9. Elviza dear,

    You are turning into a very fine writer/columnist. Sorry I missed you at MRT. Had to rush off somewhere. A belated Happy Birthday to you.

    PS: This Kassim Ahmad sounds like my bro … heheh, in which case you’ve got 2 fans in the family!

  10. Dear Ms. Elviza,

    Is this where all the sorry ‘tea & scones’ addicts takes refuge? Any room for one more poor miserable old sot?

    Yes, I’m with Higashi-san & your goodself & many others I supposed, old romantics who value & appreciate the past and the preservation of old historical names of sites, institutions etc.. Doesn’t make us any less patriotic or less nationalistic than the next fella. Yes what a shame when ppl forgets where they came from!

    Thanks for having me.

    Tommy.

  11. Happiest belated birthday Elviva & dearest son. I’m pretty a novice on blogsphere. Enjoyed reading your articles & touched by some. I was born in Machang way back in the ’60s & life was then so simple & carefree. My late dad was the movie operator for Ministry Of Information. A Negri 9 man who served the Ministry way before Merdeka. Luckily for me I can relate to so many states as my home! Kelantan, Perlis, KL & Kedah so much so that i can’t qualify for any state education fund to further my studies. Your article took me back to 1960’s as I was a young boy at Machang Town. Spent 3 early years of my primary at SRJK Pei Hwa (now SRK Machang). That’s how I got “achai” as my nickname! …back to you…yes, Names of streets, buldings, bridges etc of historical importance should left alone untouched by changes of times or government. Changing them changes their “souls”. I for once will not be able to relate very well with Tangga Krai! Let’s not be Talibans. For me Kuala Krai kept me awake all nite long a long time ago..as my family & me got up early traveling from Machang Town to catch a Mel train to KL! I’ve always loved Kuala Krai & the KTM mel trains! As I work in Kemaman now, I do drop by Kuala Krai on my way to visit my mum in Perlis. Thanks dear for the wonderful “write away”. I seriously hope that I’ll have the guts to one day write something of this life. Take care & salam. Achai1960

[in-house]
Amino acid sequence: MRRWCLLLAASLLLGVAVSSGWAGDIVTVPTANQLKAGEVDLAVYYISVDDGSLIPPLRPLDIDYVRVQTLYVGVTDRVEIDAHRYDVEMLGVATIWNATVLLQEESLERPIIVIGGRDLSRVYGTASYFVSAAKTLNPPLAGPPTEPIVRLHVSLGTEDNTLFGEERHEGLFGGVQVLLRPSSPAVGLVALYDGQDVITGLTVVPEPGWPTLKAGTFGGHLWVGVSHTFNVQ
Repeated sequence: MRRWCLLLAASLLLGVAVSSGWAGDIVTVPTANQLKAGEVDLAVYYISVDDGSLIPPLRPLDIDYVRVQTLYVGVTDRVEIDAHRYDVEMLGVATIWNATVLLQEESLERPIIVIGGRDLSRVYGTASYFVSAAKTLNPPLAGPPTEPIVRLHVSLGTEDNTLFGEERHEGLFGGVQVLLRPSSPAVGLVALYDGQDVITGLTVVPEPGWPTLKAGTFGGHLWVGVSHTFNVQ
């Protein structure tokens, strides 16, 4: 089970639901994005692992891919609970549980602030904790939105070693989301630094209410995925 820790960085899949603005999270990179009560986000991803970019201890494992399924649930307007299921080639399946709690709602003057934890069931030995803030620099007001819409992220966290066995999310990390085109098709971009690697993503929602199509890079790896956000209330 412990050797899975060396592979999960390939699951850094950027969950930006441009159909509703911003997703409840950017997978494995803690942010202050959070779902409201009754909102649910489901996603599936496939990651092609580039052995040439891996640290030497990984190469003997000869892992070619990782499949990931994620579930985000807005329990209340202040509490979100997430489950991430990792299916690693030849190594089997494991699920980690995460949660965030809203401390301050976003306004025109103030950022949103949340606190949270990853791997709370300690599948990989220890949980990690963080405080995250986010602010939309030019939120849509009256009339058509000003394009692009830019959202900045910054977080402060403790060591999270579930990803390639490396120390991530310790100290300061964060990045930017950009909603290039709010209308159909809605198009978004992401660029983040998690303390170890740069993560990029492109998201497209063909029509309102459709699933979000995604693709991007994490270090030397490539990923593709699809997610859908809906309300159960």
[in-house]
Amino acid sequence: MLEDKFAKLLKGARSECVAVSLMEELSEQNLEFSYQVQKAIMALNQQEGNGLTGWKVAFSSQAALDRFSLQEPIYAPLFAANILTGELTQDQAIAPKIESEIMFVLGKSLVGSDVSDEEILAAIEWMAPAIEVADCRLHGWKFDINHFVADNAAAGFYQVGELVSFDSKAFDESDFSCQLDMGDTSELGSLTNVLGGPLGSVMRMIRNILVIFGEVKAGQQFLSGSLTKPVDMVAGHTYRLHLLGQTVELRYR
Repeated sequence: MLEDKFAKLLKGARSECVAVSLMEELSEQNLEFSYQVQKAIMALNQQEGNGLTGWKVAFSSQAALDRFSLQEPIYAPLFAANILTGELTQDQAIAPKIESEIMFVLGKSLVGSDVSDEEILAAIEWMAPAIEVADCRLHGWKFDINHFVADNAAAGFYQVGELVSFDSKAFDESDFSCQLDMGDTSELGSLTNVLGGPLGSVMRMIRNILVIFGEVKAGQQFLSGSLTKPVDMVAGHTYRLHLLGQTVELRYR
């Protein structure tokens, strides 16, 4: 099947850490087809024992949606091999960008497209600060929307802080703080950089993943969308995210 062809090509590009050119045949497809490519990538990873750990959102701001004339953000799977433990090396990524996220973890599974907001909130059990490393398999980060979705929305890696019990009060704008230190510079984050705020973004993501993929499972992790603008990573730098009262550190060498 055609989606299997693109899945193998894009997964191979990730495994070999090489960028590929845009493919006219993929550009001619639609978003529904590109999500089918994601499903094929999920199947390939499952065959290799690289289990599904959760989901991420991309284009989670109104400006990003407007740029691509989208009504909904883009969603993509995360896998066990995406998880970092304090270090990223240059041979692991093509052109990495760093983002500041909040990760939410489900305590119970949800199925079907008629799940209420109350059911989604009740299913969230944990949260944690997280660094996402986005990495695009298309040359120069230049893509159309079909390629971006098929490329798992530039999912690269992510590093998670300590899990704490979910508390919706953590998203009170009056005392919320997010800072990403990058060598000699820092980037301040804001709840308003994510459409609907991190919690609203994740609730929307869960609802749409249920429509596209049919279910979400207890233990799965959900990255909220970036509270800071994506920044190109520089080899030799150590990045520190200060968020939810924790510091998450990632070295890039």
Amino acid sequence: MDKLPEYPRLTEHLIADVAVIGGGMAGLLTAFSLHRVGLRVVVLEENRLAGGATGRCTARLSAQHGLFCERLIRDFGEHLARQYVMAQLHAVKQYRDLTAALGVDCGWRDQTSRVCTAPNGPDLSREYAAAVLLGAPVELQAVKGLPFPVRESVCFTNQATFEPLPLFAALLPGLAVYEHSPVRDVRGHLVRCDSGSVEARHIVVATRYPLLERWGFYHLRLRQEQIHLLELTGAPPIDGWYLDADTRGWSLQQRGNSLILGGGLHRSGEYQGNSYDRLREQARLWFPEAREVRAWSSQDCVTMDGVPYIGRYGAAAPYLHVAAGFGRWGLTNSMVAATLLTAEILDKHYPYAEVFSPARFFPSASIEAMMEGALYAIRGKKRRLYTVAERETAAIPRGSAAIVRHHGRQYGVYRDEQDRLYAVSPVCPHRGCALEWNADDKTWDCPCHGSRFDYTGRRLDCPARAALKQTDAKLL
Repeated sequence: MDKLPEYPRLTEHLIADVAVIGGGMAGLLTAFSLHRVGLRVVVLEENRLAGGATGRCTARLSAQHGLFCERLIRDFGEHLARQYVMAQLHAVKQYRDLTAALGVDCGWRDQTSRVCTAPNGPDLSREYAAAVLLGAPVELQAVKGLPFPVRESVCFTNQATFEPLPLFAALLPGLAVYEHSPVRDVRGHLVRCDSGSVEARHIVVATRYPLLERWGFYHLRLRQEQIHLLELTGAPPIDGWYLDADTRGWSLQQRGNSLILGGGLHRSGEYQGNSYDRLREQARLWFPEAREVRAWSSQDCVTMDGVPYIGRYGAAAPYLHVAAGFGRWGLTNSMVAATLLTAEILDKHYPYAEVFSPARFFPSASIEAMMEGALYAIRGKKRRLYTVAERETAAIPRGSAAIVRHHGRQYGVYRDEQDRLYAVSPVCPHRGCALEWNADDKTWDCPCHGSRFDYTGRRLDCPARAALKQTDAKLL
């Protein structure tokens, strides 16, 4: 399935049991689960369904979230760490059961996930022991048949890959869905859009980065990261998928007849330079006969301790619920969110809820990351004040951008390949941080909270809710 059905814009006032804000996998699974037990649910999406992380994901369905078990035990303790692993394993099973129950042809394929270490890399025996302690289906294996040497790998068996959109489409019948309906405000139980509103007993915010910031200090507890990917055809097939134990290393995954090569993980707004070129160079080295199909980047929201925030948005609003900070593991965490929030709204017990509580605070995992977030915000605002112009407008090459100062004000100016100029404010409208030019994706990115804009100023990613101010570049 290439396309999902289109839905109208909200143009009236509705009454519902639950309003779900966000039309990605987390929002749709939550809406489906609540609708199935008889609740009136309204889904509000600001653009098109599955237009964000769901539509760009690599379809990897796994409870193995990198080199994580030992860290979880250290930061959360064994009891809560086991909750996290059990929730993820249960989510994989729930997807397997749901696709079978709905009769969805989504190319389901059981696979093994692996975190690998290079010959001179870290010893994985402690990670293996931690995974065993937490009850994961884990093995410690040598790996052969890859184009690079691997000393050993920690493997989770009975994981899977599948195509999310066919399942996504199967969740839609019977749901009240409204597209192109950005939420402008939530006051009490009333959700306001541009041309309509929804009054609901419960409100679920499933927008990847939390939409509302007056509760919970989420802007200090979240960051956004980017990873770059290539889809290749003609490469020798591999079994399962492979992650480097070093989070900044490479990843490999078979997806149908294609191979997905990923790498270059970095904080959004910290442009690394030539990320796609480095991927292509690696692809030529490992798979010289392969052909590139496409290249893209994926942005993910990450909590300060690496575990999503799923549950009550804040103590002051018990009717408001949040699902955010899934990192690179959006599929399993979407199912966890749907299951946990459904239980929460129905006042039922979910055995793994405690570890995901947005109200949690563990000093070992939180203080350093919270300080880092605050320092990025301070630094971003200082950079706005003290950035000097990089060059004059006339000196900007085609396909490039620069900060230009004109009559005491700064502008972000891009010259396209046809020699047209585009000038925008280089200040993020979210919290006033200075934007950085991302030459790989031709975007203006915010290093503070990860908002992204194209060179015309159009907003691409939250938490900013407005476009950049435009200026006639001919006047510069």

12. SIR
    DO YOU KNOW A RAVI
    HE IS MY COUSSION
    HIS FATHER IS INDIAN ONE DR.THOMAS NATHAN
    HIS MOTHER IS MALAY FROM MACHANG BY NAME ROKIAH
    HIS FATHER HAD KLINIK CALLED RAVI KLINIK IN KUALA KRAI
    THEY LIVED IN JALAN DALE IN KUALA KRAI

  13. Kuala Krai was the first posting I received after I completed my teaching course in December 1989.It was the monsoon season when I reported for duty at the remote Manik Urai Lama Primary School and it was very depressing to see the dark clouds and the winding Galas River.It was an experience teaching in manik Urai as the villagers were friendly towards me.Back then in Manik Urai Lama , there were only 2 Indians – the Indian estate manager from Kuala Hidong Estate and me the teacher ! We used to greet each other whenever we met at railway bridge to cross Sungai Galas !It was also the same year when a rubber tapper shot dead a panther which was about to pounce on him !During monsoon , I used to take a sampan to cross the half submerged football field to reach the school!